The embodiment of FIG. 3 includes metal rings 12a and 12b of a material having a coefficient of linear expansion higher than or equal to that of the material of the end covers 5a l and 5b intimately fitted to the outer and inner reinforcing layers 41 and 42, respectively, at their inner peripheral surfaces. In the embodiments shown in FIGS. 1 and 2, the CFRP used for forming the inner cylinder 4 has a lower coefficient of linear expansion (α≈0) than the stainless steel (coefficient of linear expansion, α≈1610-6) used for forming the end covers 5a and 5b, so that, when there is a temperature rise, stresses might be produced and act to cause stripping of the joints. Thus, there is the risk that the end covers might be separated from the inner cylinder after prolonged use (because the end covers 5a and 5b expand outwardly and the inner cylinder 4 of CFRP does not expand). However, if the metal rings 12 and 12b formed, of, for example, stainless steel, are fitted to the inner peripheral surfaces of the outer and inner reinforcing layers 41 and 42, respectively, in intimate contact, then the risk that the end covers might be separated from the inner cylinder can be avoided. More specifically, a rise in temperature would cause the metal rings 12 and 12b of stainless steel to expand. Since the modulus of elasticity of stainless steel is about four times as high as that of CFRP, the wall of the inner cylinder 4 formed of CFRP would be stretched to the outer peripheral side as the CFRP expands if the wall of the inner cylinder 4 had a thickness equal to or greater than that of the reinforcing layers 41 and 42, with a result that the wall of the inner cylinder 4 would be brought into still more intimate contact with the end covers 5a and 5b. Also, if a material of a higher coefficient of linear expansion than the material for forming the end covers 5a and 5b is used for forming the metal rings 12a and 12b (iron of α≈1110-6 for the end covers 5a and 5b and stainless steel for the metal rings 12 and 12b, for example), then it is possible to increase the bond strength because a rise in temperature brings a pressure to bear upon the joints. The metal rings 12a and 12b may be fitted to the reinforcing layers 41 and 42 either adhesively or by a threadable connection. However, the use of the metal rings 12a and 12b could achieve better results if they were fitted by expansion fit (the metal rings are cooled as by liquid nitrogen and fitted in contracted condition, for example). However, in the embodiment shown in FIG. 3, it is necessary for the metal rings 12a and 12b to be fitted after the rotor 9 is assembled with the stator.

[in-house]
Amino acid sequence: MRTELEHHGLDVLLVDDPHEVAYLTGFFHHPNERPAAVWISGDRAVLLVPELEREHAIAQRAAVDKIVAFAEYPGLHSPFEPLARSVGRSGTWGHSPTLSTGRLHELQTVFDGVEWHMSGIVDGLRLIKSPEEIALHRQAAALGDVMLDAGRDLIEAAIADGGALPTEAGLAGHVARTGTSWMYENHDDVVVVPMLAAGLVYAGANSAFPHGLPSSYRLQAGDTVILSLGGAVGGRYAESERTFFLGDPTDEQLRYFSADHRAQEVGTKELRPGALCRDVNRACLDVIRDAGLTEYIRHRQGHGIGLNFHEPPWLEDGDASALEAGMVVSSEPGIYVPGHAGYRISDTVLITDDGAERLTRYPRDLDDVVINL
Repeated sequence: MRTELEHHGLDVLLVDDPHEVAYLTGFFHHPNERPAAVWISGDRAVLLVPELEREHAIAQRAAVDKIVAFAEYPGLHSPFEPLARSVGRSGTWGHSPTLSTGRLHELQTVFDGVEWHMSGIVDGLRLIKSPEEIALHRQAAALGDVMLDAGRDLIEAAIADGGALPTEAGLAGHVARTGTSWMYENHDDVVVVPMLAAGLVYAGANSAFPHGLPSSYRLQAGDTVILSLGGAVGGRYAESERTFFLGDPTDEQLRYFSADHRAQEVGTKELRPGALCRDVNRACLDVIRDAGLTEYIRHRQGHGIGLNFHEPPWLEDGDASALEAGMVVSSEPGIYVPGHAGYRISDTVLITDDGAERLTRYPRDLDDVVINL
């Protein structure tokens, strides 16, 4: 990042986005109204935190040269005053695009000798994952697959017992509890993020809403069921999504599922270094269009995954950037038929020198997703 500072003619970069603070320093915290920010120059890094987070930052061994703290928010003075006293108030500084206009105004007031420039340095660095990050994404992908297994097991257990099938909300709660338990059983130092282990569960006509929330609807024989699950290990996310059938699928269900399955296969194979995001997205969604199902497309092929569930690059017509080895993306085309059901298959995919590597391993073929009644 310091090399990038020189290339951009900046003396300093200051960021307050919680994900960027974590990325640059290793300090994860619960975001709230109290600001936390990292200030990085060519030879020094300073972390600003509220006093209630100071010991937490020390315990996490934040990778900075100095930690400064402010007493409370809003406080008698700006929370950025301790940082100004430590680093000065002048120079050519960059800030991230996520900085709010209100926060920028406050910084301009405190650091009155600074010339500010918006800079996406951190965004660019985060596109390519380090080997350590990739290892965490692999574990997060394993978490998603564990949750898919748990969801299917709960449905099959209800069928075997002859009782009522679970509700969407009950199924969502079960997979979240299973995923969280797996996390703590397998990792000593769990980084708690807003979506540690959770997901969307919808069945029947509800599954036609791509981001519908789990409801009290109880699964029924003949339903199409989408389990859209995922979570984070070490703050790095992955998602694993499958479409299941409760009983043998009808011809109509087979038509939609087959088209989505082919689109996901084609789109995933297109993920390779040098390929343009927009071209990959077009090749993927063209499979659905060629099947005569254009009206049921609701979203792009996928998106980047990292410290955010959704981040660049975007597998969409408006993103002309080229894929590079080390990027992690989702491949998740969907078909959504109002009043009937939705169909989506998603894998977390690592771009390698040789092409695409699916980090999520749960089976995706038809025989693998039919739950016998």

In FIG. 4, the inner peripheral surface of the external and internal reinforcing layers 41 and 42 are threaded and outer peripheral surfaces of flanges of the end covers 5a and 5b in contact with the wall of the inner cylinder 4 are also threaded. The end covers 5a and 5b are threadably connected to the external and internal reinforcing layers 41 and 42, respectively, while an adhesive layer is interposed therebetween. Thus, the flanges of the end covers 5a and 5b are located on the inner peripheral surface of the inner cylinder 4 as contrasted with the embodiment shown in FIG. 2 in which they are located on the outer peripheral surface of the inner cylinder 4. The embodiment of FIG. 4 can achieve the same effects as the embodiment shown in FIG. 2. More particularly, in the embodiment shown in FIG. 4, compressive stresses would be produced at the joints when the temperature rises and no stresses oriented in the direction in which stripping of the end covers off the inner cylinder would occur would be produced, thereby eliminating the need to provide the metal rings 12a and 12b.

In FIG. 5, in addition to the structural features of FIG. 4, the outer peripheral surfaces of the external and internal reinforcing layers 41 and 42 are also threaded and the end covers 5a and 5b are each formed with an additional flange extending along the outer peripheral surface of reinforcing layers 41, 42 and formed with a threaded portion on an inner peripheral surface thereof. The additional flanges of the end cover 5a and 5b are threadably connected to the external and internal reinforcing layers 41 and 42 at their outer peripheral surfaces with an adhesive layer being interposed therebetween. The embodiment of FIG. 5 can achieve the same effects as the other embodiments described hereinabove. Moreover, the embodiment in FIG. 5 offers the additional advantage that higher reliability in performance can be obtained because the area of adhesion is increased and the distance of water permeation can be increased along the interface of adhesion. In the embodiments shown in FIGS. 4 and 5, it is necessary that the operation of attaching the end cover 5a to the external reinforcing layer 41 of the inner cylinder 4 be performed after the rotor 9 has been inserted into the stator.